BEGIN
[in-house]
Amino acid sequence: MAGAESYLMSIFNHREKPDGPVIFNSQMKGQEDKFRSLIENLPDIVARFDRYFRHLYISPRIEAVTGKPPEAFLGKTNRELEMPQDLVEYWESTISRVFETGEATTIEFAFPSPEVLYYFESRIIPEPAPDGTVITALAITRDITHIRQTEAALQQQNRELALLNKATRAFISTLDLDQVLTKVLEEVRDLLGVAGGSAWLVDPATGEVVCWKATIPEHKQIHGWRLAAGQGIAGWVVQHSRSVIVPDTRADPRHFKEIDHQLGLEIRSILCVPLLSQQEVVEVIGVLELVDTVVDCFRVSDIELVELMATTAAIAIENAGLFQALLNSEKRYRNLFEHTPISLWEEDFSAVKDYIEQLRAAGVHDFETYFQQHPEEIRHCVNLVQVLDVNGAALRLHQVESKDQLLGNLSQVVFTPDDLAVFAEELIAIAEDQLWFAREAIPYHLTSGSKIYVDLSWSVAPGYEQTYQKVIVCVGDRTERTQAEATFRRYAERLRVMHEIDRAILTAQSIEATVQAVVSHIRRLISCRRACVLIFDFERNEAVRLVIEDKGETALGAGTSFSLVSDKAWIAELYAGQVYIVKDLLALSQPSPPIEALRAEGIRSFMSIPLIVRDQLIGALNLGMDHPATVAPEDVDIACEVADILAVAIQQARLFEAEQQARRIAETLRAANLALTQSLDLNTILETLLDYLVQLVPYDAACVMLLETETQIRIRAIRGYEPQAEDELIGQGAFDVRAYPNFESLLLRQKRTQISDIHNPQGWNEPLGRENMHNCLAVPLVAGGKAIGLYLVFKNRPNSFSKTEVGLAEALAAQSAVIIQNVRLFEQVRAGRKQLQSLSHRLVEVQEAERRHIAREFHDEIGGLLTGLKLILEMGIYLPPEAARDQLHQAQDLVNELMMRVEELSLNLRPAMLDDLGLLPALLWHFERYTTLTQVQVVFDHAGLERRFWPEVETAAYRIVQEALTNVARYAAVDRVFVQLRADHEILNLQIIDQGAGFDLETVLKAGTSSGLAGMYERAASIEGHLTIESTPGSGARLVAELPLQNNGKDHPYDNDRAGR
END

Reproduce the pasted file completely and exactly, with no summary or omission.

[in-house]
Amino acid sequence: MAGAESYLMSIFNHREKPDGPVIFNSQMKGQEDKFRSLIENLPDIVARFDRYFRHLYISPRIEAVTGKPPEAFLGKTNRELEMPQDLVEYWESTISRVFETGEATTIEFAFPSPEVLYYFESRIIPEPAPDGTVITALAITRDITHIRQTEAALQQQNRELALLNKATRAFISTLDLDQVLTKVLEEVRDLLGVAGGSAWLVDPATGEVVCWKATIPEHKQIHGWRLAAGQGIAGWVVQHSRSVIVPDTRADPRHFKEIDHQLGLEIRSILCVPLLSQQEVVEVIGVLELVDTVVDCFRVSDIELVELMATTAAIAIENAGLFQALLNSEKRYRNLFEHTPISLWEEDFSAVKDYIEQLRAAGVHDFETYFQQHPEEIRHCVNLVQVLDVNGAALRLHQVESKDQLLGNLSQVVFTPDDLAVFAEELIAIAEDQLWFAREAIPYHLTSGSKIYVDLSWSVAPGYEQTYQKVIVCVGDRTERTQAEATFRRYAERLRVMHEIDRAILTAQSIEATVQAVVSHIRRLISCRRACVLIFDFERNEAVRLVIEDKGETALGAGTSFSLVSDKAWIAELYAGQVYIVKDLLALSQPSPPIEALRAEGIRSFMSIPLIVRDQLIGALNLGMDHPATVAPEDVDIACEVADILAVAIQQARLFEAEQQARRIAETLRAANLALTQSLDLNTILETLLDYLVQLVPYDAACVMLLETETQIRIRAIRGYEPQAEDELIGQGAFDVRAYPNFESLLLRQKRTQISDIHNPQGWNEPLGRENMHNCLAVPLVAGGKAIGLYLVFKNRPNSFSKTEVGLAEALAAQSAVIIQNVRLFEQVRAGRKQLQSLSHRLVEVQEAERRHIAREFHDEIGGLLTGLKLILEMGIYLPPEAARDQLHQAQDLVNELMMRVEELSLNLRPAMLDDLGLLPALLWHFERYTTLTQVQVVFDHAGLERRFWPEVETAAYRIVQEALTNVARYAAVDRVFVQLRADHEILNLQIIDQGAGFDLETVLKAGTSSGLAGMYERAASIEGHLTIESTPGSGARLVAELPLQNNGKDHPYDNDRAGR